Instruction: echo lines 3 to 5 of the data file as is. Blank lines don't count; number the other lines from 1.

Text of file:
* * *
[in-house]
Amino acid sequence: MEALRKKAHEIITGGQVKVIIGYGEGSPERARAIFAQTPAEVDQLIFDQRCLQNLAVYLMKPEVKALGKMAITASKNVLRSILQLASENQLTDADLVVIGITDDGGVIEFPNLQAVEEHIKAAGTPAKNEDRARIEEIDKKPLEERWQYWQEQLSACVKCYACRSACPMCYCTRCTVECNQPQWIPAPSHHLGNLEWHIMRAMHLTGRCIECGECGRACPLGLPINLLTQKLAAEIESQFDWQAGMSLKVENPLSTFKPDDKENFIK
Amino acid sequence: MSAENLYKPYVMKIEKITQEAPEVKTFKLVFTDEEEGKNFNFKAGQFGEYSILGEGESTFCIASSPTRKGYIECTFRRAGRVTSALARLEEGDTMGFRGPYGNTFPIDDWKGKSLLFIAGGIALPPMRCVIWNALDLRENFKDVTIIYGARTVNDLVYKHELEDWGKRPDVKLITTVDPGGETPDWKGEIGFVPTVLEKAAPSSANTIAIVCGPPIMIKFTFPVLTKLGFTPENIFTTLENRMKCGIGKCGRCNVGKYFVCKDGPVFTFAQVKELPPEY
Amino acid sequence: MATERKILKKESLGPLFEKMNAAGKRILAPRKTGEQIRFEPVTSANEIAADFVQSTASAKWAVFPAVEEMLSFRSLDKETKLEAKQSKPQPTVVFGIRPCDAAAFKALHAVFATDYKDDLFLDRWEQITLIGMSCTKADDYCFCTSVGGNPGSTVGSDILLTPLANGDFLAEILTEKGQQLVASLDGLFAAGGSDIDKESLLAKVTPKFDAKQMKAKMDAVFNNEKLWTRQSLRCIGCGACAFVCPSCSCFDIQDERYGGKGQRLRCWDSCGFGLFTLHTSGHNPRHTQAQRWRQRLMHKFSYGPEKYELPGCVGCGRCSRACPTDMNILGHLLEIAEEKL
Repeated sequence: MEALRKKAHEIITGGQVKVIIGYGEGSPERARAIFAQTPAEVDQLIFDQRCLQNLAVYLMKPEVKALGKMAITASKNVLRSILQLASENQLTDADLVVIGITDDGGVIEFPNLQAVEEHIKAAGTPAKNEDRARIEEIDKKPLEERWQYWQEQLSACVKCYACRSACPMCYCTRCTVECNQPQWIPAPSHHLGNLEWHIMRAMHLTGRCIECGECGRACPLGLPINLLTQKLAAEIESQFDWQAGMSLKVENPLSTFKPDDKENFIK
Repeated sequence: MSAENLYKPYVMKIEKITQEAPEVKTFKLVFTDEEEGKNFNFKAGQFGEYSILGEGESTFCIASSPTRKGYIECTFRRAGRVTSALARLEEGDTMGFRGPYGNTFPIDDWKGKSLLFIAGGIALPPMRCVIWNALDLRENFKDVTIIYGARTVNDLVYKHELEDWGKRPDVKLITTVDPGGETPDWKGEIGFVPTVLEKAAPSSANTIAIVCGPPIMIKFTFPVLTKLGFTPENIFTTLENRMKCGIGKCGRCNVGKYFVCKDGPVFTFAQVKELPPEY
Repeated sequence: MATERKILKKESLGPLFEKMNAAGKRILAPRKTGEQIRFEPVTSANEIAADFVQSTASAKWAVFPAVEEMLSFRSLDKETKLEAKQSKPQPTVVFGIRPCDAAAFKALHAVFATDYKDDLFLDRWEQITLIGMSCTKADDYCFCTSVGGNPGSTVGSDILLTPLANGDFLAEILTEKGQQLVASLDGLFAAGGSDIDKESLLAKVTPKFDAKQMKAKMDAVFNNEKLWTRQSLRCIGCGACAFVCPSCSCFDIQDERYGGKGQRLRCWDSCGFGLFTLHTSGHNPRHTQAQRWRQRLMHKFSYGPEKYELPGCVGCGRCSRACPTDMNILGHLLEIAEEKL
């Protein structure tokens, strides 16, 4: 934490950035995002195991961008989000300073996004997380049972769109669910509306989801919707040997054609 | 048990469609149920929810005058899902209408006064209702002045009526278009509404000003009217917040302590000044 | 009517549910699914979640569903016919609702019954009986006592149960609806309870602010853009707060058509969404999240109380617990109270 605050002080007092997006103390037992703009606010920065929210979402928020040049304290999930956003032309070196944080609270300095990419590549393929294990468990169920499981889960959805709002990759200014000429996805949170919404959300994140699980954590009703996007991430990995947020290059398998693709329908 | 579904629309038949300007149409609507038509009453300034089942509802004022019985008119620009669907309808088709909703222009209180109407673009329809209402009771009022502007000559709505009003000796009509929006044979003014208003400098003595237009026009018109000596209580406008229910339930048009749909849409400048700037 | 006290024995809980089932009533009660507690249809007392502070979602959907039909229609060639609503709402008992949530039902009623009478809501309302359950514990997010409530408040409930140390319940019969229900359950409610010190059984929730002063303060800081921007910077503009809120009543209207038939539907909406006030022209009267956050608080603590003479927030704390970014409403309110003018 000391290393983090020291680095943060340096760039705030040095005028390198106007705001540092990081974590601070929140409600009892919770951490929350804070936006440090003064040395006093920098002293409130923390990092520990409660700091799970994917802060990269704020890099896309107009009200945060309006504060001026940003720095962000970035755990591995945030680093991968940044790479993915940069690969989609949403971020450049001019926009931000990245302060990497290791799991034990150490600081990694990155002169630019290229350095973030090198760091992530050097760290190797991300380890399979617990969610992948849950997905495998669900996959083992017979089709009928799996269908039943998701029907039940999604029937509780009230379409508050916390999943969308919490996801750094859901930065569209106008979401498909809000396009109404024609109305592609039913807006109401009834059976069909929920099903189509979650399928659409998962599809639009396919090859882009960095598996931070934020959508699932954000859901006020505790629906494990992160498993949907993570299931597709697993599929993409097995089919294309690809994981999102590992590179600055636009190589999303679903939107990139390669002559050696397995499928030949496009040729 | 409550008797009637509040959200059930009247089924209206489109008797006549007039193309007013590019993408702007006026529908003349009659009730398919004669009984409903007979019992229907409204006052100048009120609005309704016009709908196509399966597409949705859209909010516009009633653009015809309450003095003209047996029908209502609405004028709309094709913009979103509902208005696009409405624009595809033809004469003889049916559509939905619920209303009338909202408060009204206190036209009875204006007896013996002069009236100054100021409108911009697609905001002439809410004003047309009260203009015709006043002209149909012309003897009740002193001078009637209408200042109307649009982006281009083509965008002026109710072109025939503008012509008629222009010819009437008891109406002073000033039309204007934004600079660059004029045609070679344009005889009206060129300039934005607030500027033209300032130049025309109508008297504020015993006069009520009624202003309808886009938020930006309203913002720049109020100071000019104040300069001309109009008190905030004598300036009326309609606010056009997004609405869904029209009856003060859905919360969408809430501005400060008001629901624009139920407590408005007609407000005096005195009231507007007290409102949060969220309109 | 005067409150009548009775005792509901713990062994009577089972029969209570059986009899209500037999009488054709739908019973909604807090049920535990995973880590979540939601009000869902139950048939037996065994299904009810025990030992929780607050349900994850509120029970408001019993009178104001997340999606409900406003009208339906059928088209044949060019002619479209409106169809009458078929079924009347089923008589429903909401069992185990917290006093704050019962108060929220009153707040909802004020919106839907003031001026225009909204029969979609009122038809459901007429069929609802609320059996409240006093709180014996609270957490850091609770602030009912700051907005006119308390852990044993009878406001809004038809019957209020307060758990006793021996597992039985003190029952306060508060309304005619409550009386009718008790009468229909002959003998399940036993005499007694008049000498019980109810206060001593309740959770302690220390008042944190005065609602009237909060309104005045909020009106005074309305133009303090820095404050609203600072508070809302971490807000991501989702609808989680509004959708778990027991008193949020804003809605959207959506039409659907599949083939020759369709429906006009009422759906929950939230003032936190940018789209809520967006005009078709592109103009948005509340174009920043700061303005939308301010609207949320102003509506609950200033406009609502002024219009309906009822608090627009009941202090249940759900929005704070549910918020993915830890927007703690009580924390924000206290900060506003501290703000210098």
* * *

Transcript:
Amino acid sequence: MSAENLYKPYVMKIEKITQEAPEVKTFKLVFTDEEEGKNFNFKAGQFGEYSILGEGESTFCIASSPTRKGYIECTFRRAGRVTSALARLEEGDTMGFRGPYGNTFPIDDWKGKSLLFIAGGIALPPMRCVIWNALDLRENFKDVTIIYGARTVNDLVYKHELEDWGKRPDVKLITTVDPGGETPDWKGEIGFVPTVLEKAAPSSANTIAIVCGPPIMIKFTFPVLTKLGFTPENIFTTLENRMKCGIGKCGRCNVGKYFVCKDGPVFTFAQVKELPPEY
Amino acid sequence: MATERKILKKESLGPLFEKMNAAGKRILAPRKTGEQIRFEPVTSANEIAADFVQSTASAKWAVFPAVEEMLSFRSLDKETKLEAKQSKPQPTVVFGIRPCDAAAFKALHAVFATDYKDDLFLDRWEQITLIGMSCTKADDYCFCTSVGGNPGSTVGSDILLTPLANGDFLAEILTEKGQQLVASLDGLFAAGGSDIDKESLLAKVTPKFDAKQMKAKMDAVFNNEKLWTRQSLRCIGCGACAFVCPSCSCFDIQDERYGGKGQRLRCWDSCGFGLFTLHTSGHNPRHTQAQRWRQRLMHKFSYGPEKYELPGCVGCGRCSRACPTDMNILGHLLEIAEEKL
Repeated sequence: MEALRKKAHEIITGGQVKVIIGYGEGSPERARAIFAQTPAEVDQLIFDQRCLQNLAVYLMKPEVKALGKMAITASKNVLRSILQLASENQLTDADLVVIGITDDGGVIEFPNLQAVEEHIKAAGTPAKNEDRARIEEIDKKPLEERWQYWQEQLSACVKCYACRSACPMCYCTRCTVECNQPQWIPAPSHHLGNLEWHIMRAMHLTGRCIECGECGRACPLGLPINLLTQKLAAEIESQFDWQAGMSLKVENPLSTFKPDDKENFIK